“… valuations enter into research from the start to the finish: determining the approach, the definition of the concepts, used and thus the facts observed, the way of drawing inferences, and even the manner of presenting conclusions reached.” (1972, p. 162)

In that respect one can understand why Myrdal (1973) was very supportive of studying the sociological and psychological mechanisms at work within the economics profession and to see how economists go about in their daily activities to uncover, what McCloskey (1983) calls, the rhetoric of economics. A view similar to that of Myrdal can be found in Boulding (1969) who argues that “knowledge of the social sciences is an essential part of the social system itself, hence objectivity in the sense of investigating a world which is unchanged by the investigation of it is an absurdity.” And he goes on to claim why values matter: “as science moves from pure knowledge towards control, that is, toward creating what it knows, what it creates becomes a problem of ethical choice, and will depend on the common values of the societies in which the scientific subculture is embedded.” (p.3) In short, values permeate every aspect of the way economists work.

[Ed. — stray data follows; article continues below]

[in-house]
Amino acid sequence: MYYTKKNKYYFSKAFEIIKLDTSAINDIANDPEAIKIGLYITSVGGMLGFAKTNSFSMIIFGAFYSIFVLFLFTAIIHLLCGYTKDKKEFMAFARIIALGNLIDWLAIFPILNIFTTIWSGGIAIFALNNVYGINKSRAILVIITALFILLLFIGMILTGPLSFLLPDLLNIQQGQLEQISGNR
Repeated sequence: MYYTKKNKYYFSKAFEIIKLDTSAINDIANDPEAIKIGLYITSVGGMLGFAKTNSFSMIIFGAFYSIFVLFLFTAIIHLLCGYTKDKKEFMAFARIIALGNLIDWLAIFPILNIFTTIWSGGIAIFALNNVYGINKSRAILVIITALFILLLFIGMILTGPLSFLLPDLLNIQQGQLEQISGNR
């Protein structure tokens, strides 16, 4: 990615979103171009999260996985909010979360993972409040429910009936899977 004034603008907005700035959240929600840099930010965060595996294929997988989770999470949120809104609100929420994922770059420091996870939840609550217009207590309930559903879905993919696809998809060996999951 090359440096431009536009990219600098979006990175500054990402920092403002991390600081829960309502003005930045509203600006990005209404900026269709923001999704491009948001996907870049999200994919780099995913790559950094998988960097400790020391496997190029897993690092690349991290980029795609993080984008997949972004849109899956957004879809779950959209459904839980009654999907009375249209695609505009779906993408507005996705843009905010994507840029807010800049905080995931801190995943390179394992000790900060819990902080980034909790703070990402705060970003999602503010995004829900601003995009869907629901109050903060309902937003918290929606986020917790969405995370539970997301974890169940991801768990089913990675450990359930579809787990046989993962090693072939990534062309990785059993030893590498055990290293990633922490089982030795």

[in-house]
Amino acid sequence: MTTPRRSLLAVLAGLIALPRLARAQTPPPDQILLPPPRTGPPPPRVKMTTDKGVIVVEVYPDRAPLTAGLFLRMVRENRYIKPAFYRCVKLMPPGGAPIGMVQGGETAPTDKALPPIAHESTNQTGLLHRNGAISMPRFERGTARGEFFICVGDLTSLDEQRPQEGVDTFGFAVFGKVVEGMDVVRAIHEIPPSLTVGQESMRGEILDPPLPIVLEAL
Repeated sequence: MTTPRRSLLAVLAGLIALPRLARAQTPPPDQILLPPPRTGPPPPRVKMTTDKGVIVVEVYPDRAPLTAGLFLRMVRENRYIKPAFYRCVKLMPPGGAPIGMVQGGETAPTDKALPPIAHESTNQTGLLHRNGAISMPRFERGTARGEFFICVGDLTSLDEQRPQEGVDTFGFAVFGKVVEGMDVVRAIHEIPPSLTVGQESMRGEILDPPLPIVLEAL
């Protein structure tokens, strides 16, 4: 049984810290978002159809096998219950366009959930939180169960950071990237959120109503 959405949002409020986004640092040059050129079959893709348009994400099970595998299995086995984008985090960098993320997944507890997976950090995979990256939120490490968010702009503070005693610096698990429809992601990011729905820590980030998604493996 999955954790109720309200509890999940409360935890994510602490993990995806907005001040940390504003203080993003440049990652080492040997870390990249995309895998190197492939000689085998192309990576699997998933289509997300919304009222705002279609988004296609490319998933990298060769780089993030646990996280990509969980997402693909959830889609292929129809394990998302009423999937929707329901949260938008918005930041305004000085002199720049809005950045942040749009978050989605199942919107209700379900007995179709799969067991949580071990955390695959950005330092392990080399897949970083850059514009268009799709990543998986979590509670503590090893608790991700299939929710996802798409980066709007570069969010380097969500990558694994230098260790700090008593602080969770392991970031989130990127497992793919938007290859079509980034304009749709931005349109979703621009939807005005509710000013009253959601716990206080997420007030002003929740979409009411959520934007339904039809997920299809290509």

We will first focus on a domain– views or judgements on economic topics ‐ by the following (null) hypothesis to reflect the tacit belief among modern economists (cf. Colander and Su 2015) that values do not matter when they express their positive or their normative views:

    Hypothesis on the values‐views nexus: The personal values of economists do not affect either their positive or normative economic views.